My one slide for next week is about Heijunka. I will like to show you the importance about this basic pillar of the lean manufacturing philosophy. Some would say that the Lean Manufacturing Philosophy can be defined as The Toyota House, or the TPS House (See the image below, I did it because there were many examples on the web, please correct me if any mistake), however, it doesn’t matter how you called it, the thing is that “A house divided cannot stand”, that means that every part of the house has a role and a specific propose. In this post I will try to explain the Heijunka block as a part of the house. (Abilla, 2012)
Heijunka is a Japanese technique that in english means «Leveling» or «Production smoothing». In the application of Heijunka, production doesn´t vary according to customer demand, but relies on it to adjust the volumes and sequences of the products to be manufactured, furthermore, the production department should be sure that the components are sequenced to be available in the right quantity and at the right time (McManus, 2013). If a company implement property the Heijunca, it will helps to avoid batching, reduce wastes and finished goods inventories, reduce capital cost and production lead time, and of course eliminates unevenness in workload (MURA) and intensive work (MURI) that can lead to security problems and quality.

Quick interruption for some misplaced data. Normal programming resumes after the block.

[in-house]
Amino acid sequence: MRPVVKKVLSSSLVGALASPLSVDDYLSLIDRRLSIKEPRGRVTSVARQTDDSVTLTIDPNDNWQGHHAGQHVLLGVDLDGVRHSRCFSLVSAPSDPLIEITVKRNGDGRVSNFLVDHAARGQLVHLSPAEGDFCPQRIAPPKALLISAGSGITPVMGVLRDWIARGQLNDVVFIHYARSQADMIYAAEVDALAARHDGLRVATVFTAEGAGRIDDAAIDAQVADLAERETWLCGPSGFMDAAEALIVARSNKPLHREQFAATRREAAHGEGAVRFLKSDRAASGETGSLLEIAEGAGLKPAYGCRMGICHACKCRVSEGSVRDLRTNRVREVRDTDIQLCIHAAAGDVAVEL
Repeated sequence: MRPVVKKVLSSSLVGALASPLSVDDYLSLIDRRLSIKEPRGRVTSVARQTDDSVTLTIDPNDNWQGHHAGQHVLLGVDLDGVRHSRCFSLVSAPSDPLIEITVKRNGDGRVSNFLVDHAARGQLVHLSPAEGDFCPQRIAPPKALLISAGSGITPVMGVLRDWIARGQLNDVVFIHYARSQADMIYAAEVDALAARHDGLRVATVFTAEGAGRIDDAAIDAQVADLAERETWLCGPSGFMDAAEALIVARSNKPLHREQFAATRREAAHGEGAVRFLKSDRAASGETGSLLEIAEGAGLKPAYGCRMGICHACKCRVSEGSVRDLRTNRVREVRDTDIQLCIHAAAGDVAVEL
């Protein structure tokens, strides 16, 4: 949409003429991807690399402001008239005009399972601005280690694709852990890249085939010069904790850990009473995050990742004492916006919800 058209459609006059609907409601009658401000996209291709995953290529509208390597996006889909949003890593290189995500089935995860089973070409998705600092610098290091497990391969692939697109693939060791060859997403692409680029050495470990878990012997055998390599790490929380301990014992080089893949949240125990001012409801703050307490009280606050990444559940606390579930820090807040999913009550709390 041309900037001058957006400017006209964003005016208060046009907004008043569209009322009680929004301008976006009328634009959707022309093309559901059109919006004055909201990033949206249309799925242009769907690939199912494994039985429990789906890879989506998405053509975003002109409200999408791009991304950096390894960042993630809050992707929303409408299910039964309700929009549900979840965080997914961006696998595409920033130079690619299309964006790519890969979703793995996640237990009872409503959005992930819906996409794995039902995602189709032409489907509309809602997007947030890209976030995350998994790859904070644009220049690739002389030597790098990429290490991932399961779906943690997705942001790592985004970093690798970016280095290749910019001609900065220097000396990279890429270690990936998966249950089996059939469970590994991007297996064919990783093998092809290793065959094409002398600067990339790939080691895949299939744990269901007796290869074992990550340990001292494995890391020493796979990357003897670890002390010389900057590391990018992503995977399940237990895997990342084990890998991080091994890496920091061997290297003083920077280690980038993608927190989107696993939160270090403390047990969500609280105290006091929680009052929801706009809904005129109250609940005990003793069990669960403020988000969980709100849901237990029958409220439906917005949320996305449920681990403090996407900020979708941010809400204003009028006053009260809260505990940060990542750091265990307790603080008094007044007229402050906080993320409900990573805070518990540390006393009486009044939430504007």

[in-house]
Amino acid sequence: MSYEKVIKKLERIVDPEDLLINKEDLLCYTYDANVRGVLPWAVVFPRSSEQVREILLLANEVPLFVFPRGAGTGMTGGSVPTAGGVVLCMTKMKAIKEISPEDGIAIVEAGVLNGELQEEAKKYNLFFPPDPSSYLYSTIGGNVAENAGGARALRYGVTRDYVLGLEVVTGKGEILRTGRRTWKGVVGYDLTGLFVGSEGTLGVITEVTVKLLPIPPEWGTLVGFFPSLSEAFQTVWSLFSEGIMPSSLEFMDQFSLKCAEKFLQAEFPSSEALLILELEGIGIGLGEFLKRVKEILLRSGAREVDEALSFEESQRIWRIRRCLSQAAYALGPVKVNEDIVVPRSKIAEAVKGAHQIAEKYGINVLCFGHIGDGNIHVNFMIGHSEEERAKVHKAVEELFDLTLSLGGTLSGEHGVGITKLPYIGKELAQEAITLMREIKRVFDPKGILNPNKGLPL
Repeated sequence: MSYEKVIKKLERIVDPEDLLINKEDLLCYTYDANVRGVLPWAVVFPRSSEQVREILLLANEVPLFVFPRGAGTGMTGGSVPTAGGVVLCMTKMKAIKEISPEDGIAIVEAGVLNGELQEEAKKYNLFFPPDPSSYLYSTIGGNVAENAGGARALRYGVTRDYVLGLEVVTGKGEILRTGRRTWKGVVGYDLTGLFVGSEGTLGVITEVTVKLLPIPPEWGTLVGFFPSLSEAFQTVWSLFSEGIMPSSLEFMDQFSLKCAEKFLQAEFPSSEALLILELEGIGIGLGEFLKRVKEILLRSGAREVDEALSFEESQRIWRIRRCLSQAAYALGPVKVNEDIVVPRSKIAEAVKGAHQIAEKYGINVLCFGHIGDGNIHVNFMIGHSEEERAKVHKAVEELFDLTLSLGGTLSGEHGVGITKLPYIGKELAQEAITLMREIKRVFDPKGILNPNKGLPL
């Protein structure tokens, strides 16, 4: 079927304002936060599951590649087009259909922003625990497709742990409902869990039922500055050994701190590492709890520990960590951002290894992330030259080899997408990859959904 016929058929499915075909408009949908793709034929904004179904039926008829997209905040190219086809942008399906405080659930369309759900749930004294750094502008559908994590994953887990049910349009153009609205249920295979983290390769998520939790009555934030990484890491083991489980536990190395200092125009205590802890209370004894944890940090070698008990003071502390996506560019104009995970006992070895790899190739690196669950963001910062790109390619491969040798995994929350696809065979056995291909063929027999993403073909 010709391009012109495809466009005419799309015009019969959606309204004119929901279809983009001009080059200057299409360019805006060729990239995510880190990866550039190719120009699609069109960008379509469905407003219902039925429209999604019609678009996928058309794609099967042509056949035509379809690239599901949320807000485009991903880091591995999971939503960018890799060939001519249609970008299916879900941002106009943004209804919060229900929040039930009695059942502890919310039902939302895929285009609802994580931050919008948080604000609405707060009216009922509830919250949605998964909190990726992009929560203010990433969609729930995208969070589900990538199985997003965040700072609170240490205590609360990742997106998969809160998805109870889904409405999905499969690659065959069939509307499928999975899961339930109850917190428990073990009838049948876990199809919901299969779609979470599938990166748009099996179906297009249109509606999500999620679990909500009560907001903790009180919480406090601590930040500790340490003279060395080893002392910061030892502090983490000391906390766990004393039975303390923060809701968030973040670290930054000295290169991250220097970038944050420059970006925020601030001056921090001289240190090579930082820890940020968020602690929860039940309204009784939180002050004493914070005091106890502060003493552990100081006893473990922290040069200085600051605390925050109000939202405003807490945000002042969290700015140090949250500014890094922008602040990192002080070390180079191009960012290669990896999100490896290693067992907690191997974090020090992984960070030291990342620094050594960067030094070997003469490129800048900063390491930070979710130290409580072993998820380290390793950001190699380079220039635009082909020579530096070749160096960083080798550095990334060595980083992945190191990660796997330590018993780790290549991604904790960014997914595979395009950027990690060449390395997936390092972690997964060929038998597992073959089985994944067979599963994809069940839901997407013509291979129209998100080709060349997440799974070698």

I have found some tools and calculations that are useful for the implementation of Heijunca in a right way:
1. Calculate tack time: (seg /min /hr)
Tack Time = Production time available / total number required
2. Calculate pitch of each product: (high volume = 12 and 30 min)
Number of pieces per unit time, based on tack time required to perform operations units.
Tack time Pitch X = Number of units in the package.
3. Establish the production rate:
Taking the lowest value of the pitch and distribute in even increments according to the product to be manufactured, and the actual total daily production time.
4. Creating Heijunka box:
Used to manage leveling the volume and variety of production over a specific period of time physical device
Here is an strange video, that explain in a funny way what Heijunka is.